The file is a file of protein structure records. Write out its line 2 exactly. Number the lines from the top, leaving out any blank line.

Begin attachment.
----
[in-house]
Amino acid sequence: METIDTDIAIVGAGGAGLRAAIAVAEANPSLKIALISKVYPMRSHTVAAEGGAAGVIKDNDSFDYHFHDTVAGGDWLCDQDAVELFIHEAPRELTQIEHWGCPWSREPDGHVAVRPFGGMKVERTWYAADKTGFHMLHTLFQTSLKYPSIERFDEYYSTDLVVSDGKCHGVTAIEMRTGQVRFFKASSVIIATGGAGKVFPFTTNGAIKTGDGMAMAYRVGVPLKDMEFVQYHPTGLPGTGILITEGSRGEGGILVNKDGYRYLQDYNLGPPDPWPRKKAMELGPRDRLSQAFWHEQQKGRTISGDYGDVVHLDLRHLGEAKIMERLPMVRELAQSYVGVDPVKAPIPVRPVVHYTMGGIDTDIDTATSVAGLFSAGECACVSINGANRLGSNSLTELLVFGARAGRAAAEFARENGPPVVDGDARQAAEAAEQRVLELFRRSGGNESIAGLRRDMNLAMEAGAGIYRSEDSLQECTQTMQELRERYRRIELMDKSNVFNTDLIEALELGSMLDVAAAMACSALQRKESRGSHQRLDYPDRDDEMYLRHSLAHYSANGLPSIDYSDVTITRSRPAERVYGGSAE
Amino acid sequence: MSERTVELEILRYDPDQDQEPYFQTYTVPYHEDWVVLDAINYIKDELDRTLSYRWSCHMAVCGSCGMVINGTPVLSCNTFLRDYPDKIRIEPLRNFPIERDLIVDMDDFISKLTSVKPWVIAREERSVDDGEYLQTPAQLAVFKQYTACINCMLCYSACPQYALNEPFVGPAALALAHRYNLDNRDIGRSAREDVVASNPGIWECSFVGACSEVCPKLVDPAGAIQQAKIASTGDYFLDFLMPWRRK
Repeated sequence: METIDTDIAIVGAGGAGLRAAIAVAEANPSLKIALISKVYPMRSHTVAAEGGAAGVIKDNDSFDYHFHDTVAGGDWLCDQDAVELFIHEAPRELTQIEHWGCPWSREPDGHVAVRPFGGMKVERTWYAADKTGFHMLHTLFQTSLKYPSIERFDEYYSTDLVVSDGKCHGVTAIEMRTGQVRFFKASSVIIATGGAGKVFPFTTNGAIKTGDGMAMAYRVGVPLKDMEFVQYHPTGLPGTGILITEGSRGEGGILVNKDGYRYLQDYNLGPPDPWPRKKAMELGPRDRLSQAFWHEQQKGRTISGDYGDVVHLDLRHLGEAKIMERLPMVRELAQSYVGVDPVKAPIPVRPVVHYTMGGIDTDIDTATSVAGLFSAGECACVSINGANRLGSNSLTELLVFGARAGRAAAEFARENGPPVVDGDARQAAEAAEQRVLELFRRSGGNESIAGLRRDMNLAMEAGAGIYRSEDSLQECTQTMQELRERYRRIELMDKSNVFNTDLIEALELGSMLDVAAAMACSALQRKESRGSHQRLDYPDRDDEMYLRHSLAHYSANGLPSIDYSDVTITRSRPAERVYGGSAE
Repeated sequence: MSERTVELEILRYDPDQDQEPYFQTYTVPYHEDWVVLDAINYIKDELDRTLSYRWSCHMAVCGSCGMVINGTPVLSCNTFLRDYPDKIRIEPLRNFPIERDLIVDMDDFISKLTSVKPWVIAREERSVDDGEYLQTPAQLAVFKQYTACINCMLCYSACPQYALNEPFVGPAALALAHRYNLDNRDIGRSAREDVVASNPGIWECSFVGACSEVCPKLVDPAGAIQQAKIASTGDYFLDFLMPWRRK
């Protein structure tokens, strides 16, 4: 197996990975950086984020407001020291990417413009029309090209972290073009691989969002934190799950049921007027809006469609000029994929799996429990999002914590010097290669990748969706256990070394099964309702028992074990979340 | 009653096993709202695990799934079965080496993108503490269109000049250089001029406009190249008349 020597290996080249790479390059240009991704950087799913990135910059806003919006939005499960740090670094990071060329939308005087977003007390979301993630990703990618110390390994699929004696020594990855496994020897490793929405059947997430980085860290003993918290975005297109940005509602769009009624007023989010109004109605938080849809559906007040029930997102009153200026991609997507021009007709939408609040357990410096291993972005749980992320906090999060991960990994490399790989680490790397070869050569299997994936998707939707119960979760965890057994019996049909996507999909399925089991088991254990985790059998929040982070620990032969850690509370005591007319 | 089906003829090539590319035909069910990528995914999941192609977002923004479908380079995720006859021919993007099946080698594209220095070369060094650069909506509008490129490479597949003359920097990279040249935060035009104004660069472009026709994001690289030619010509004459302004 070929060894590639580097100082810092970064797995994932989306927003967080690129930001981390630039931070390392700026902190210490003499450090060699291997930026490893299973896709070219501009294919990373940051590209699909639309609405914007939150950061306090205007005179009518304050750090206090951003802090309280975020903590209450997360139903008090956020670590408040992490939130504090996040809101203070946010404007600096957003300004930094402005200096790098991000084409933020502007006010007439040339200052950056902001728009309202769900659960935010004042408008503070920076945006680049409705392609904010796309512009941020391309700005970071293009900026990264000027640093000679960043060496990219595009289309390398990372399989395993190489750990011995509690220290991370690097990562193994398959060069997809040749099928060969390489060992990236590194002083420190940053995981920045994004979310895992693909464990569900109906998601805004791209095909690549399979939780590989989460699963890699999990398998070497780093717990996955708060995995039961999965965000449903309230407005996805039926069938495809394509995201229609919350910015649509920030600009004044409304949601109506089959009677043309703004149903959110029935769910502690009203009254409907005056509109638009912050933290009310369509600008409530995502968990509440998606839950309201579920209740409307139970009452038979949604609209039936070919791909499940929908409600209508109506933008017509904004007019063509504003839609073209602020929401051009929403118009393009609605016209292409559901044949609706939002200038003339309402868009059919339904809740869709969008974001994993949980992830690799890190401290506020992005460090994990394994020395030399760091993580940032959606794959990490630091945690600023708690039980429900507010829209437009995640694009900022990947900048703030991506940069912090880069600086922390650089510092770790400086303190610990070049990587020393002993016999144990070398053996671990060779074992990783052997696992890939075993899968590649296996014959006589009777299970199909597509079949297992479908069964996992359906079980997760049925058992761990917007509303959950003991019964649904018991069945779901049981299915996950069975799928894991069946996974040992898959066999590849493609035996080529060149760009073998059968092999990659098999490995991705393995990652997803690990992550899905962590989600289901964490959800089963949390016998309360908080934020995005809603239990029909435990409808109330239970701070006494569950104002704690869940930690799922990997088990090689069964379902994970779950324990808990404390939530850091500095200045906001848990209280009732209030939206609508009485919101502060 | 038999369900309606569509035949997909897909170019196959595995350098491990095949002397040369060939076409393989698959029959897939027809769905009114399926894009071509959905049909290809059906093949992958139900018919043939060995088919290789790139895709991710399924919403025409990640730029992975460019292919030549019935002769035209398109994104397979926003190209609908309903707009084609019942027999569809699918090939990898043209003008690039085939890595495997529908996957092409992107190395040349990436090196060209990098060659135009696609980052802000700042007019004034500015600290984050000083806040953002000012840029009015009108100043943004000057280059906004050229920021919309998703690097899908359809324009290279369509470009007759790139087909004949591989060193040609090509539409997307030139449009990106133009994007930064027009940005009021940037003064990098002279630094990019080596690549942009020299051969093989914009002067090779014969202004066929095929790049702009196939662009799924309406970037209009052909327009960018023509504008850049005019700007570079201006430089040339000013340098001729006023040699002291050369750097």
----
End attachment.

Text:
Amino acid sequence: METIDTDIAIVGAGGAGLRAAIAVAEANPSLKIALISKVYPMRSHTVAAEGGAAGVIKDNDSFDYHFHDTVAGGDWLCDQDAVELFIHEAPRELTQIEHWGCPWSREPDGHVAVRPFGGMKVERTWYAADKTGFHMLHTLFQTSLKYPSIERFDEYYSTDLVVSDGKCHGVTAIEMRTGQVRFFKASSVIIATGGAGKVFPFTTNGAIKTGDGMAMAYRVGVPLKDMEFVQYHPTGLPGTGILITEGSRGEGGILVNKDGYRYLQDYNLGPPDPWPRKKAMELGPRDRLSQAFWHEQQKGRTISGDYGDVVHLDLRHLGEAKIMERLPMVRELAQSYVGVDPVKAPIPVRPVVHYTMGGIDTDIDTATSVAGLFSAGECACVSINGANRLGSNSLTELLVFGARAGRAAAEFARENGPPVVDGDARQAAEAAEQRVLELFRRSGGNESIAGLRRDMNLAMEAGAGIYRSEDSLQECTQTMQELRERYRRIELMDKSNVFNTDLIEALELGSMLDVAAAMACSALQRKESRGSHQRLDYPDRDDEMYLRHSLAHYSANGLPSIDYSDVTITRSRPAERVYGGSAE